How did a nice young woman from Madison, Wisconsin wind up in Paris, where, she reports, “it’s cold and rainy?” Photography is the culprit. “I absolutely love it here,” says Cara Tobe. “It’s a great place to be a photographer. Everything is so beautiful and inspiring. Even the small things, like traveling in the Metro and the people you see there. Nowhere else in the world matches up.”
Currently she’s attending Spéos Paris Photographic Institute, a small international school centered around career photography. “Photography has opened so many doors for me,” she says. “It brought me to Paris and changed my life. I want my career to be in photography.” Tobe has also lived in Switzerland’s Alps and Milan.
In Wisconsin, Tobe was shooting film up until eighteen months ago. She now has an all-digital workflow. Currently working on a portrait project, Tobe is scouring the city with a black mask and asks strangers to be photographed while wearing it. At school she’s creating product photography for local glassware artisans.
Her free time is taken up with street photography and she’s very drawn to Fashion Week. “I’d like to get more involved with creative portraiture, something a little more creative than catalog shooting. I love being around everything happening with Fashion Week. There might be fifteen or twenty different venues, unlike Fashion Week in New York. They’re all around the city, and in each venue the lighting is completely different, the runways are different. One show might start at nine in the morning, and the second one is an hour later in a different arrondissement. You have to immediately figure out your position to the runway, what the light is, what your settings should be. It’s very fast and very exciting. You don’t have control over your lighting, like in a studio. A lot of times there’s a light show, or the lights may go out altogether. You have to take what you can get.”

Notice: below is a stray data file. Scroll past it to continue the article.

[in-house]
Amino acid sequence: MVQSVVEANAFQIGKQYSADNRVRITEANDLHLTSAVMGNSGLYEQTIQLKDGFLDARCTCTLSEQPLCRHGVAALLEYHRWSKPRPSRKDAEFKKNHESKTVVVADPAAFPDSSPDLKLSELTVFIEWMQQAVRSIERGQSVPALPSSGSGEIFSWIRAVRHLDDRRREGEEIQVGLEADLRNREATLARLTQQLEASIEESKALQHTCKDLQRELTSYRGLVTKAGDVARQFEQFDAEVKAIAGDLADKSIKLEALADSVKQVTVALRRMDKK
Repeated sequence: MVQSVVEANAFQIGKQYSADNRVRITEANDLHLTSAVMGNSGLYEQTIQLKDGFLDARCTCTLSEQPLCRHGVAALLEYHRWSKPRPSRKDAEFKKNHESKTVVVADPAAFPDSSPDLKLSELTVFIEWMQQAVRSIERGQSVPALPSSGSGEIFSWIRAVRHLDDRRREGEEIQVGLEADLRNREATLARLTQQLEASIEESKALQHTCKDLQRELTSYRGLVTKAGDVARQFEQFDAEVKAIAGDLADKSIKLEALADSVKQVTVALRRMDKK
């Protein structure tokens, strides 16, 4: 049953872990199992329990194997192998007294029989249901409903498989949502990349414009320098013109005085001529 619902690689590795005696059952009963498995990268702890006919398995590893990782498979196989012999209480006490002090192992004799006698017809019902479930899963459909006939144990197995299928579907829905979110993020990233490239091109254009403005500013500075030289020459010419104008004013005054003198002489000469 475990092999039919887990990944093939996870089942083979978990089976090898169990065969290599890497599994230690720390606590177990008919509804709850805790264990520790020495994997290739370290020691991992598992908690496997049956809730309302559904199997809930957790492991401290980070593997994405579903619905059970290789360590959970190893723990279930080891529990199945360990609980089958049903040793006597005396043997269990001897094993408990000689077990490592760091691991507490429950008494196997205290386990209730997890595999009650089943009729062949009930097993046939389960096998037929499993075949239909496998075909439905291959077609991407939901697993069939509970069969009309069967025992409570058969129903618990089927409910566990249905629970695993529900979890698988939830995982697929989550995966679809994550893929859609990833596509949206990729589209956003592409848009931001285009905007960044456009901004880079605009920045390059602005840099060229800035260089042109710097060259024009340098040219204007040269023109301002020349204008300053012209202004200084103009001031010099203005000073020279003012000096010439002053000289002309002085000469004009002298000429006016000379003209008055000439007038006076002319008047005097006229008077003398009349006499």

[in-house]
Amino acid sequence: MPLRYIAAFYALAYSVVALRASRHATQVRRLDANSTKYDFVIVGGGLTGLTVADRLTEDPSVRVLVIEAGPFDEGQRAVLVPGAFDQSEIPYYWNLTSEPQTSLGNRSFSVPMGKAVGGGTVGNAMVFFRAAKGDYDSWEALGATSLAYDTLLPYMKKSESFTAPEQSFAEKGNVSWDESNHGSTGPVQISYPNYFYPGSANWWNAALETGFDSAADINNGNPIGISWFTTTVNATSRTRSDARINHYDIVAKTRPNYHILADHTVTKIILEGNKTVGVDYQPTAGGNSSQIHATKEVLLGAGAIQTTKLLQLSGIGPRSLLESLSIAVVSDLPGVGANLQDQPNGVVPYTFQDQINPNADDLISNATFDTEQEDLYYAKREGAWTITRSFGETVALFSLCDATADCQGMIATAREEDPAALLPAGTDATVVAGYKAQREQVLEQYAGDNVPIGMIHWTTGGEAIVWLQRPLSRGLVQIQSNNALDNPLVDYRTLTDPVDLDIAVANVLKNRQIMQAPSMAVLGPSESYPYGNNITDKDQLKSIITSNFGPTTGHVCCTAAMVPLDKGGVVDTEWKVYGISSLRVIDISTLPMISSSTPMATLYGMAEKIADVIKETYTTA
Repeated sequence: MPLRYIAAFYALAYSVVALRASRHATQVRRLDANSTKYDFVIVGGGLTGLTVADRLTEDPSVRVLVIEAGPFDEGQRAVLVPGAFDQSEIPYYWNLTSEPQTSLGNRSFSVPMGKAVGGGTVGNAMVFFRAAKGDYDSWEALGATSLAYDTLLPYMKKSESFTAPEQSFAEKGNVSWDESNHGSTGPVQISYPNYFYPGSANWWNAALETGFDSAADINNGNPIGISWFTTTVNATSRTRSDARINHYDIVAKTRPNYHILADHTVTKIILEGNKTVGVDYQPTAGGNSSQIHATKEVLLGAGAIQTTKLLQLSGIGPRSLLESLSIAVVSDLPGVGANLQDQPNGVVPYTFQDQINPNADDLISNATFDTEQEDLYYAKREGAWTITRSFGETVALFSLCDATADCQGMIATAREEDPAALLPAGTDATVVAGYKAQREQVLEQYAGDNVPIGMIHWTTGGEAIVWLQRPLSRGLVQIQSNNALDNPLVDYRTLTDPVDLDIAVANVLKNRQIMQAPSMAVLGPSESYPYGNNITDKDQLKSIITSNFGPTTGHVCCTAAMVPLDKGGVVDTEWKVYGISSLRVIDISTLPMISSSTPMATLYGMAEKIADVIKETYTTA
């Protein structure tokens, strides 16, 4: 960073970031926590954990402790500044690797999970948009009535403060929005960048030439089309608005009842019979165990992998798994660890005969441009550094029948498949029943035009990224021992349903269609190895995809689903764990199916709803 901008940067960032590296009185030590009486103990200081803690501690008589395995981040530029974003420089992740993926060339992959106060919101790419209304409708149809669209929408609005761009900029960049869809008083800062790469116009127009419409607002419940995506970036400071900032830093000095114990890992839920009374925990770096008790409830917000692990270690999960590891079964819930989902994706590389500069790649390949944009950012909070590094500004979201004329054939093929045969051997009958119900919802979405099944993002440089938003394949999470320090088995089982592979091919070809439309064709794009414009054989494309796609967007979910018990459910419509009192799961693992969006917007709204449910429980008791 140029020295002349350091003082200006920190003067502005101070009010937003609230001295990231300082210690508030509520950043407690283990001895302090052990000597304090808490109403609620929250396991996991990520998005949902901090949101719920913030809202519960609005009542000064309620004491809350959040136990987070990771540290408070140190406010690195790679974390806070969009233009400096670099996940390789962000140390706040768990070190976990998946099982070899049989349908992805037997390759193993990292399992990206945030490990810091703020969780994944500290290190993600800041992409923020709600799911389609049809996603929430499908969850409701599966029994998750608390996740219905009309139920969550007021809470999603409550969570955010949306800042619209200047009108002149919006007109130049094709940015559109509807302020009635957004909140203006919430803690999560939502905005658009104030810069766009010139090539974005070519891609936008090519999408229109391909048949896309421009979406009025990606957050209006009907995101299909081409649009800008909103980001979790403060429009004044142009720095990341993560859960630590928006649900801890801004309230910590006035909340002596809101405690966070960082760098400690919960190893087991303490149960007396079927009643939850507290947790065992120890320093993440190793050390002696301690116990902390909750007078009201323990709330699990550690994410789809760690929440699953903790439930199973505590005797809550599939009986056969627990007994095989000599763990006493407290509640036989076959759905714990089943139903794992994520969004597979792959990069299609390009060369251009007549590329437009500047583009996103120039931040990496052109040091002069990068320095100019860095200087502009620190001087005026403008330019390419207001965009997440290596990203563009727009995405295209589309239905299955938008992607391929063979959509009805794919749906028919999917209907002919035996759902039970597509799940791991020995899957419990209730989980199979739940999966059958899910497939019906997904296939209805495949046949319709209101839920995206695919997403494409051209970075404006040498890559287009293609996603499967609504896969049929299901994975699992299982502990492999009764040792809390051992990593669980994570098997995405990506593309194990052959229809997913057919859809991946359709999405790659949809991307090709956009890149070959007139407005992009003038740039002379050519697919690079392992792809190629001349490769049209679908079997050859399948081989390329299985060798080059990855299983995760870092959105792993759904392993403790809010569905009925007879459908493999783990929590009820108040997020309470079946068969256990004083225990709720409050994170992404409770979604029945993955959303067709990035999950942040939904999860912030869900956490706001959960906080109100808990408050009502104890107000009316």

To make sense of these rapidly changing conditions, Tobe relies on her Sekonic L-308s. “I absolutely love it,” she says. “It’s consistent, and not too big and clunky, so I can fit it in my backpack and it takes up no space. It works perfectly. I always have it on me. My camera’s in front of me and my light meter is always in my pocket.” Tobe shoots a Canon 5D with a variety of lenses. For runway work she’ll typically bring a 70-200mm and a 24-70mm.
“I don’t like the way a lot of people shoot these days with a huge amount of contrast. It looks too digital to me. I started out using film, and that’s the look I’m drawn to. I miss it. There’s nothing better than the feeling of holding your print from the darkroom or looking at your negative held up to the light. I hope film doesn’t die off. The look is less artificial, and that’s what I try for.” Tobe achieves this look in-camera, as opposed to post-processing in Lightroom or Photoshop.
Tobe’s plans are to stay in Paris “as long as the Parisians will have me,” she laughs. Watch for future runway shots with a film-look twist from the City of Light. Merci beaucoup, Cara.
Written by Ron Egatz